Christmas Gains Popularity in Vietnam

Increasingly wealthy Vietnamese embrace holiday due to its non-religious glamor, commercial appeal More

This forum has been closed.
Comments
     
There are no comments in this forum. Be first and add one

Featured Videos

Your JavaScript is turned off or you have an old version of Adobe's Flash Player. Get the latest Flash player.
Jane Monheit Christmas Speciali
X
December 22, 2014 8:15 PM
Chanteuse Jane Monheit sings the holiday classic “Have Yourself a Merry Little Christmas,” and explains why it’s her favorite song of the season.
Video

Video Jane Monheit Christmas Special

Chanteuse Jane Monheit sings the holiday classic “Have Yourself a Merry Little Christmas,” and explains why it’s her favorite song of the season.
Video

Video US Decision on Cuba Underscores Divisions Among Miami Cubans

For decades, older, more conservative Cubans have been gathering at Café Versailles on the corner of Calle Ocho to eat Cuban food and talk politics. After hearing of President Barack Obama’s decision, a number of them gathered in front of the café with posters to protest. VOA's Sharon Behn reports on the situation.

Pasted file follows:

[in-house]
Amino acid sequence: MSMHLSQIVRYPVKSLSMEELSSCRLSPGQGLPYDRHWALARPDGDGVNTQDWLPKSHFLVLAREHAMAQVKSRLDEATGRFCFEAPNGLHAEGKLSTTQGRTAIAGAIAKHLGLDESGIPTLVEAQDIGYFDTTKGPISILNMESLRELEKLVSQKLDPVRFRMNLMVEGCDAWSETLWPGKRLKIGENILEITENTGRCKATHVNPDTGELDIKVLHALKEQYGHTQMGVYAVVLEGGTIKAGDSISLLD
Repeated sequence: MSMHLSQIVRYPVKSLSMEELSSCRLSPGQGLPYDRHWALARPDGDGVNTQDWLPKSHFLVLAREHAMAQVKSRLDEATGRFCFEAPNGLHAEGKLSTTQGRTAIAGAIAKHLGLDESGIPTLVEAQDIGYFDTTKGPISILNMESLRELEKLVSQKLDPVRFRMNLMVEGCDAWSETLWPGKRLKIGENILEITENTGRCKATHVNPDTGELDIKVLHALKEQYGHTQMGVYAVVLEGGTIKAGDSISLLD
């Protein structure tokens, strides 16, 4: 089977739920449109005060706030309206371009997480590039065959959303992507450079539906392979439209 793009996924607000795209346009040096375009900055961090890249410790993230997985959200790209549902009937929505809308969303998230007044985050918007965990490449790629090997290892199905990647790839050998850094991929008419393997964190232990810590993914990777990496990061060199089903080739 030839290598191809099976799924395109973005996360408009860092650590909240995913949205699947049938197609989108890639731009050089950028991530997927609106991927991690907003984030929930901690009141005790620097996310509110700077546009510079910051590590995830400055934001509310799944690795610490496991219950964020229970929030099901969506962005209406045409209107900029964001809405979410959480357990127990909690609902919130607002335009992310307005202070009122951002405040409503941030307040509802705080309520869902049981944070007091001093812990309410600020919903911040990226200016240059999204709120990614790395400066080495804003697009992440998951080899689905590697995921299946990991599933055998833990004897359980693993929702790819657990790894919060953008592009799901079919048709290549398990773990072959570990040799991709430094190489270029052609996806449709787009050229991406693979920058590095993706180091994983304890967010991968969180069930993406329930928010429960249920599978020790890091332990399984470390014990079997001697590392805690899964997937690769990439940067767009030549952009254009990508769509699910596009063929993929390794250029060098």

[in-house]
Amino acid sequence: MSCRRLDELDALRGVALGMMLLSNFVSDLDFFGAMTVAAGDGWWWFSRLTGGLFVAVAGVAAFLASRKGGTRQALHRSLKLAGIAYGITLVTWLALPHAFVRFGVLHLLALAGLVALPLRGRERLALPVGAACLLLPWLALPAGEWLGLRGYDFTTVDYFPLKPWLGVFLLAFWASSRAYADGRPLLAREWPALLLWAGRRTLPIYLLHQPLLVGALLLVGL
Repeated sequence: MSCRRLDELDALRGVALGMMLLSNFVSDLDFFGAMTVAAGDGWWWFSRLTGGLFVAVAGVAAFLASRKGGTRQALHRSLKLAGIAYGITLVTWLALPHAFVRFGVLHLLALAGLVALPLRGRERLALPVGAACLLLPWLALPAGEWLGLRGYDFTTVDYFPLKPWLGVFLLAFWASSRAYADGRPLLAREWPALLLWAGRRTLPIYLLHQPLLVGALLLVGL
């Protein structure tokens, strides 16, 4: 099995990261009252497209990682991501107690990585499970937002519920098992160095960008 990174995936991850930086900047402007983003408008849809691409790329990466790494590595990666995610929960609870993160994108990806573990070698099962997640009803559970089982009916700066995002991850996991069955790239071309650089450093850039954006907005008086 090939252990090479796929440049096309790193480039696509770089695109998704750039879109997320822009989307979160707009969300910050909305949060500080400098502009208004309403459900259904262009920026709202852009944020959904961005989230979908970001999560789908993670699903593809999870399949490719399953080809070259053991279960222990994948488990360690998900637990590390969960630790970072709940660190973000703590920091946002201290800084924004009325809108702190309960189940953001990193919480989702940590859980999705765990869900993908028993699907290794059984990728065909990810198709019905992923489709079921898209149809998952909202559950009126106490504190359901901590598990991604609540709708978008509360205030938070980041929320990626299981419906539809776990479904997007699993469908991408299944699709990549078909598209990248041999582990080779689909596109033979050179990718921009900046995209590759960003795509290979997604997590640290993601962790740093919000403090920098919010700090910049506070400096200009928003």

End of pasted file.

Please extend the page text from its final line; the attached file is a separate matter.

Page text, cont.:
Video

Video Three Cities Bid for Future Obama Presidential Library

President Barack Obama still has two years left in his term in office, but the effort to establish his post-presidential library is already underway. The bid for the Obama Presidential Library is down to four locations in three states -- New York, Hawaii, and Illinois. As VOA’s Kane Farabaugh reports, each of them played an important part in the president’s life before he reached the White House.
Video

Video Cuba Deal is Major Victory for Pope’s Diplomatic Initiatives

Pope Francis played a key role in brokering the US-Cuba deal that was made public earlier this week. It is the most stunning success so far in a series of peacemaking efforts by the pontiff. VOA religion reporter Jerome Socolovsky has more.